The Legal Aid Commission plays an integral role in the NSW justice system; providing disadvantaged people with legal advice and representation across the state.
Part of the Commission’s role is to assign cases to private law firms, who represent the clients and are then paid by Legal Aid at a reduced rate.
But Legal Aid is notoriously under-resourced – it has been struggling since the Federal Government announced massive funding cuts last year, despite the Productivity Commission recommending an injection of $120 million in funding.
In spite of this, some private lawyers have been billing Legal Aid for work that is never completed in order to make more money.
Liverpool Lawyer Struck Off
Liverpool-based lawyer Sonny Wilson, who has his own firm, was struck off after the Civil and Administrative Tribunal found that he had misappropriated trust funds and falsely billed the Legal Aid Commission for work that was never undertaken.
The allegation included that he charged the Commission for translators and barrister’s fees at least five times over the course of a year. It is alleged that barristers were never briefed to appear in court and were not paid, as Wilson undertook the work himself.
Mr Wilson’s practising certificate was formally suspended by the Council of the Law Society in October 2013 pending the outcome of the Tribunal hearing, and a new office manager was appointed to take over his practice.
The Tribunal found that Mr Wilson had falsely invoiced Legal Aid for $30,000.
Mr Wilson argued that a period of suspension would be adequate, claiming that he had changed his ways and learnt from his past mistakes. But the Tribunal was not satisfied and ordered that he be completely ‘struck off’ the roll of lawyers.
Under the Uniform Legal Profession Act, Mr Wilson will be allowed to re-apply for admission, but he will need to satisfy the Legal Profession Admission Board that he is a ‘fit and proper person to be admitted to the Australian legal profession.’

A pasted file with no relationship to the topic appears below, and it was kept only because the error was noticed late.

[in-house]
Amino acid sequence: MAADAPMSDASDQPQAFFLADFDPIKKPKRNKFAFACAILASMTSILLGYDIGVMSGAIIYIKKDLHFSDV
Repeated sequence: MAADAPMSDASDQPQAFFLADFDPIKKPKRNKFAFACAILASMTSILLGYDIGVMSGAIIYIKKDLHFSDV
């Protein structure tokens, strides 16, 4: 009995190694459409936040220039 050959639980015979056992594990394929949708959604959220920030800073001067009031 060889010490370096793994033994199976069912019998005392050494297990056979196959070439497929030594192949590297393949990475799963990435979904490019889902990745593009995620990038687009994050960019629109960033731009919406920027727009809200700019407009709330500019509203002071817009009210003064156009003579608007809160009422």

In assessing whether someone is a fit and proper person, the Board can consider factors such as whether they:
- are of ‘good fame and character’,
- have ever committed a criminal offence, and
- have been the subject of disciplinary action that involved a finding adverse to them.
A Common Occurrence
Sadly, cases of lawyers overcharging clients and the Legal Aid Commission are not uncommon. Even high-flying, well-known lawyers can find the opportunity to make a few extra bucks hard to resist.
In 2013, Stephen Firth – who established Firths Compensation Lawyers in 1993 – found himself referred to the Office of the Legal Services Commissioner after allegedly overcharging a client more than $100,000 for legal advice. The client was initially billed $177,000, but the parties agreed to settle for $75,000.
In another matter involving a different client, Mr Firth is alleged to have charged $40,000 for five hours of work – even though the matter was supposed proceed by way of a ‘fixed fee’ agreement. According to the complainant, he subsequently agreed to pay the firm a higher fee if the case was settled for a larger sum – but the client later found out that the insurer had agreed to settle the claim for the higher amount before the new cost agreement was issued.
And in Queensland, another greedy lawyer found himself struck off the roll after it transpired that he had overcharged a client by almost $500,000.
Ironically, the offending lawyer was forced to declare himself bankrupt following his referral to Queensland’s Lawyers and Conveyancers Disciplinary Tribunal – but this news was not well-received by the former client, who conceded that it was unlikely that he would recover the overcharged fees.
Despite these types of cases receiving attention in the media, there remains an endemic problem with lawyers overcharging. Last year alone, the NSW Law Society investigated hundreds of complaints against lawyers – many from former clients who alleged that they had been grossly overcharged.